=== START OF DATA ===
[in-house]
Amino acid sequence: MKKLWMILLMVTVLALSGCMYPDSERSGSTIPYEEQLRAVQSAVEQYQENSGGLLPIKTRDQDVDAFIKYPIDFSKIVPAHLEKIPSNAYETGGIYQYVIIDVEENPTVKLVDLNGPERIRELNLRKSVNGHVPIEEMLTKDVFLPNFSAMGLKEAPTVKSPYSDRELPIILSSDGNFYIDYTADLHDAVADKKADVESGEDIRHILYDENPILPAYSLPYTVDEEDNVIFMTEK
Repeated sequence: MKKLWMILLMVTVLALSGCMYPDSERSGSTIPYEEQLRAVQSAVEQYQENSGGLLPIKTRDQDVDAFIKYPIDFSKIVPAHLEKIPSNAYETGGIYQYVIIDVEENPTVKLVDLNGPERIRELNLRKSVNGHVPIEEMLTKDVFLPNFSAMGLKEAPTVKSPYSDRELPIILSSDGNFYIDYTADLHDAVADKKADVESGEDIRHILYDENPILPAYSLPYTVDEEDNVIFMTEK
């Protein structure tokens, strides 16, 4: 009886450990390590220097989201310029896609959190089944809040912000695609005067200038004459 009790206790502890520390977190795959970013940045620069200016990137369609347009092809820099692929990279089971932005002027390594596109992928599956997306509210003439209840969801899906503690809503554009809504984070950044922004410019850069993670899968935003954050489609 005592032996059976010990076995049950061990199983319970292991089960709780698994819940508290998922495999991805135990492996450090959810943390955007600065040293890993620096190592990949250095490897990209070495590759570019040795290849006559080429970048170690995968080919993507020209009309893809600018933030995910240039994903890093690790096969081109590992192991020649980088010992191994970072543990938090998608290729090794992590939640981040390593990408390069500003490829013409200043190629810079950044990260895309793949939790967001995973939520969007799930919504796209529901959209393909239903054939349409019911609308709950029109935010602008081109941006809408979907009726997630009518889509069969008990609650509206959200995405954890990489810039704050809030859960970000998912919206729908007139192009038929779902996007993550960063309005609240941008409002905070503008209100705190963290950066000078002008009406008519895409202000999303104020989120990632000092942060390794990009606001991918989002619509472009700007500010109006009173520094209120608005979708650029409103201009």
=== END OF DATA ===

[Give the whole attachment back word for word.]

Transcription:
[in-house]
Amino acid sequence: MKKLWMILLMVTVLALSGCMYPDSERSGSTIPYEEQLRAVQSAVEQYQENSGGLLPIKTRDQDVDAFIKYPIDFSKIVPAHLEKIPSNAYETGGIYQYVIIDVEENPTVKLVDLNGPERIRELNLRKSVNGHVPIEEMLTKDVFLPNFSAMGLKEAPTVKSPYSDRELPIILSSDGNFYIDYTADLHDAVADKKADVESGEDIRHILYDENPILPAYSLPYTVDEEDNVIFMTEK
Repeated sequence: MKKLWMILLMVTVLALSGCMYPDSERSGSTIPYEEQLRAVQSAVEQYQENSGGLLPIKTRDQDVDAFIKYPIDFSKIVPAHLEKIPSNAYETGGIYQYVIIDVEENPTVKLVDLNGPERIRELNLRKSVNGHVPIEEMLTKDVFLPNFSAMGLKEAPTVKSPYSDRELPIILSSDGNFYIDYTADLHDAVADKKADVESGEDIRHILYDENPILPAYSLPYTVDEEDNVIFMTEK
């Protein structure tokens, strides 16, 4: 009886450990390590220097989201310029896609959190089944809040912000695609005067200038004459 009790206790502890520390977190795959970013940045620069200016990137369609347009092809820099692929990279089971932005002027390594596109992928599956997306509210003439209840969801899906503690809503554009809504984070950044922004410019850069993670899968935003954050489609 005592032996059976010990076995049950061990199983319970292991089960709780698994819940508290998922495999991805135990492996450090959810943390955007600065040293890993620096190592990949250095490897990209070495590759570019040795290849006559080429970048170690995968080919993507020209009309893809600018933030995910240039994903890093690790096969081109590992192991020649980088010992191994970072543990938090998608290729090794992590939640981040390593990408390069500003490829013409200043190629810079950044990260895309793949939790967001995973939520969007799930919504796209529901959209393909239903054939349409019911609308709950029109935010602008081109941006809408979907009726997630009518889509069969008990609650509206959200995405954890990489810039704050809030859960970000998912919206729908007139192009038929779902996007993550960063309005609240941008409002905070503008209100705190963290950066000078002008009406008519895409202000999303104020989120990632000092942060390794990009606001991918989002619509472009700007500010109006009173520094209120608005979708650029409103201009």